The Benefit of the Doubt…
As farmed animals, in the scheme of things, it never ends well for them. And every action thus far afforded this mother and child had fuelled their point of view.
Wink eyes us cautiously; her bub, Blink, clinging Velcro-like to her side, does just that. And perhaps in doing so, he trusts that when those sweet little eyelids of his part, we’ll be gone. We are not. Our kindness and our upturned hand still passively on offer.
As both Wink and Blink share the common hesitancy of approaching our species, they hold their ground. And their breath, as they consider their next move.
And who can blame them?
As farmed animals, in the scheme of things, it never ends well for them. And every action thus far afforded this mother and child, has fuelled their point of view.
Then Wink, shadowed by Blink, show the value they hold over their bodily integrity as they defiantly stamp their hoof. Heads raised as they continue to eye us warily.
And perhaps they do. For already the first waft of this has been sent their way.
We do not move. Eyes remain soft, faces kind.
And then they give us the benefit of the doubt as they take a step forward.
Rewarding both their courage and their confidence, we still do not make a move. Save the radiance of our joyfully beating hearts.
With Wink and Blink’s welcoming ceremony to sanctuary well underway, we give pause to reflect on the intuitive nature of sheep. Their survival, just as ours, rests on their ability to recognise friendly faces and kindly hearts.
Gravitating towards both. If in doubt, think of your own past experiences.
Encouraged by unjust and discriminatory animal protection legislation, many draw a line in the sand and their compassion that restricts sheep and all farmed animals from being seen as the emotional and sentient beings they are.
Given the growing body of scientific evidence demonstrating this, along with the knowledge that we have similar physiological and neuroanatomical structures, perhaps it is time these hapless animals too, are given the benefit of the doubt.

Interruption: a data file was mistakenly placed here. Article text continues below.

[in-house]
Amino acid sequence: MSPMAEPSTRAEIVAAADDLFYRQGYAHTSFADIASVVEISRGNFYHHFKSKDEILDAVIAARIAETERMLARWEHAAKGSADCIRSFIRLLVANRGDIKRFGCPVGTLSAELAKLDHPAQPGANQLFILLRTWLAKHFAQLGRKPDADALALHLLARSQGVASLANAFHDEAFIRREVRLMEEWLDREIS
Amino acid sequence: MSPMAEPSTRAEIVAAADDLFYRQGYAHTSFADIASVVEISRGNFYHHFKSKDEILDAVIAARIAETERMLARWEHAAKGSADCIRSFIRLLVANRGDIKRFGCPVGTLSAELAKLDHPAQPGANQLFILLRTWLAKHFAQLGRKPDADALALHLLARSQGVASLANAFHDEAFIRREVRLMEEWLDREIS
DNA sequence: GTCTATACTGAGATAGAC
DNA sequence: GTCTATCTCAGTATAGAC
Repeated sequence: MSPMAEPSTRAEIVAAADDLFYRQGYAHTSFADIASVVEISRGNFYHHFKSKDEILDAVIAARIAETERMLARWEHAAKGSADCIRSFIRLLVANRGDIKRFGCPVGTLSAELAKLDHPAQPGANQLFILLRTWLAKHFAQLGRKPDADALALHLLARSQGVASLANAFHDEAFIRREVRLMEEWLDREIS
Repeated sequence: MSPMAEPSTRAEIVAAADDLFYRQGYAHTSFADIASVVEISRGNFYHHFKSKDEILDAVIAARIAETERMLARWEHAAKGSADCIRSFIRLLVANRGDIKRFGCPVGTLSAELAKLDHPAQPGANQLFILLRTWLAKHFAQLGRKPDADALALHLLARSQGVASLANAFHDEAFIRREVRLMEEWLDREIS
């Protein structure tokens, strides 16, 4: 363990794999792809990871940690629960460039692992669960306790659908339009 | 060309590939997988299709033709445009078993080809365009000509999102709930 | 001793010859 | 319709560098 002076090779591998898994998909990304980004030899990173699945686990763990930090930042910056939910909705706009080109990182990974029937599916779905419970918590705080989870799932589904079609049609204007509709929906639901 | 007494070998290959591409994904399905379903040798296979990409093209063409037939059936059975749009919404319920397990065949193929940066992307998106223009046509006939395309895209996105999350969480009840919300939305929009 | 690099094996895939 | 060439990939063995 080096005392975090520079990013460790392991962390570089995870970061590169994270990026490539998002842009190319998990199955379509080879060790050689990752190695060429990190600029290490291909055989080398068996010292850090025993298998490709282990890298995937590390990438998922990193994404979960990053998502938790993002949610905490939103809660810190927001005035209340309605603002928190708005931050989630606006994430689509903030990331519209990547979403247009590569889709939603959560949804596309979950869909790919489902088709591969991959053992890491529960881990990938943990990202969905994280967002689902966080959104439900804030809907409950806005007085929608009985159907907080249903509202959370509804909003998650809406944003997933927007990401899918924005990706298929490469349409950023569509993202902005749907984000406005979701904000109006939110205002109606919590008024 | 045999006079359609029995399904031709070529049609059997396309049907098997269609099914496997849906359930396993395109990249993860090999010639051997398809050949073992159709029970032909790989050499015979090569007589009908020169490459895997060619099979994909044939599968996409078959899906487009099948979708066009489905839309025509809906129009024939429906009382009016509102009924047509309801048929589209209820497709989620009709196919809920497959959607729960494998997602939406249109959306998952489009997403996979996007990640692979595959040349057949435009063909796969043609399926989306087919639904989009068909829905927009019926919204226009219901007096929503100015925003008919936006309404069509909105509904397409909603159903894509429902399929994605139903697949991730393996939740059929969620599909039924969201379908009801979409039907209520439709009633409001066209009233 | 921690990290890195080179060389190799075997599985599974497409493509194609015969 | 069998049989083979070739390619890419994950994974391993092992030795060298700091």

For erring on the side of caution may just be the kindest and most merciful thing you will ever do.
After a night so long it almost forgot to end, we caught some sleep, grabbed a snack and headed on our well-worn track to the barn.
There was no doubt that Berlin’s world was crumbling the day he and his three buddies were surrendered into our care.
With a haunting sadness in their eyes, Gracelyn and Elvira entered our world. And we theirs, as they searched their newfound digs for somewhere to land their gaze.
Lost in a world far, far bigger than himself was little Bahama. But then kindness found him.
Little Kokomo may have been down on his luck the day he was born, finding himself way down in a pile of mirky mud.
Words could not convey our shock when we went to our carpark to collect the little lamb we would soon name Bermuda, who was surrendered into our care after having been found the day before.
More than likely destined for backyard slaughter, the young Cedric ran for his life. And did so for several days in the off-leash dog park to which he had retreated.
Friend or freezer? Without even meeting the colourful chap we have named Tom Cruise, we knew the only role he should ever fill was the first.
At just one day old, teeny tiny Trapper John was diminutive in size yet formidable in impact, and everybody was talking about him.